loanDepot accuses ex-COO Tammy Richards of stealing customers’ information

Lender's move is part of a legal battle that started when Richards sued the company for closing loans without proper documentation

California-based nonbank lender loanDepot is suing former chief operations officer Tammy Richards for breach of contract and fiduciary duty, accusing her of stealing confidential information concerning the lender’s customers. 

The move is part of a legal battle that started in September 2021 when Richards filed a lawsuit alleging the lender closed thousands of loans without proper documentation to boost its performance ahead of its initial public offering (IPO) on the New York Stock Exchange.  

loanDepot hired Richards in February 2018 to oversee its channels at that time — retail, wholesale, consumer direct and joint ventures — as well as processing, underwriting, closing and operational support functions.  

The lender claims that, due to Richards’s senior role, she had access to highly sensitive and private information that she agreed to protect by following loanDepot’s policies. It includes a confidentiality agreement attached to the lawsuit that she supposedly agreed to on March 27, 2018. 

However, on Oct. 17, 2022, during a deposition for the lawsuit Richards filed against loanDepot two years ago, “Richards testified that she secretly used a video recording application on her personal cell phone to record a spreadsheet that identified loan information for over 8,000 loanDepot customers,” the lawsuit states. 

Richards claimed that these loans, part of Project Alpha, were approved without proper documentation and excluded from internal audit. If true, that would violate federal laws, including the Dodd-Frank Act, which requires minimum standards for all mortgage products. 

loanDepot claims that Richards stole confidential information, including individual loan numbers, FICO scores and debt-to-income ratios. Then, Richards sent the information to herself without using “her work email account because loanDepot would have been able to detect her wrongdoing,” the company said.  

The lawsuit states that Richards testified that she understood that such information was confidential and private but shared it with her attorneys and says she has refused to delete the information despite several requests, including a cease and desist letter from Oct. 31, 2022. 

loanDepot filed the lawsuit on Oct. 17, 2023, in the Superior Court of the State of California for the County of Orange. It includes accusations of breach of contract, breach of fiduciary duty, conversion, unfair competition and violations of California Penal Code.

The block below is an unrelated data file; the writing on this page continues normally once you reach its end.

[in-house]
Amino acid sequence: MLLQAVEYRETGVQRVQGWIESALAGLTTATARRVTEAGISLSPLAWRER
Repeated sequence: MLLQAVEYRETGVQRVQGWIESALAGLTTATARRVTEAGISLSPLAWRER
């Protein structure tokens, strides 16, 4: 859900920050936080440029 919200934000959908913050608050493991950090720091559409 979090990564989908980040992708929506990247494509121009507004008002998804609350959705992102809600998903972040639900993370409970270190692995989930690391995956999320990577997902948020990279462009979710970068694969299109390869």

A spokesperson said the company will let the court filing speak for itself. 

Richards’s attorney, James A. Bryant, a partner at The Cochran Firm in California, said the former executive preserved evidence of Project Alpha as proof of potential illegal acts, sharing it with attorneys and regulators. 

Bryant said that “the meritless lawsuit filed by LoanDepot is nothing more than an attempt to intimidate and retaliate against Ms. Richards” for having the courage to stand up to the company.

In the lawsuit, loanDepot painted Richards as “inept” in leading her team and said concerns with her performance grew in 2020 — including her “blundered rollout of new technology, inadequate training and poor staffing.”

It also claimed the company needed its “COO to step up” when the market was booming. But “instead, Richards crumbled.”  

The lawsuit states that Richards hired an attorney on Nov. 30, 2020, and informed loanDepot that she needed to take an immediate leave of absence. After one month, she sent a demand letter through her counsel, threatening claims of retaliation, gender discrimination, gender and sexual harassment, among others. 

On Mar. 30, 2021, Richards resigned from her position at loanDepot. She filed a lawsuit for wrongful termination in California in September 2021. 

“Ms. Richards, one of the most respected members of the mortgage community, will not cower to these bullies who have resorted to a failed campaign to attack her character for the purpose of distracting the public and regulators from their actions as alleged in her lawsuit,” Bryant added.

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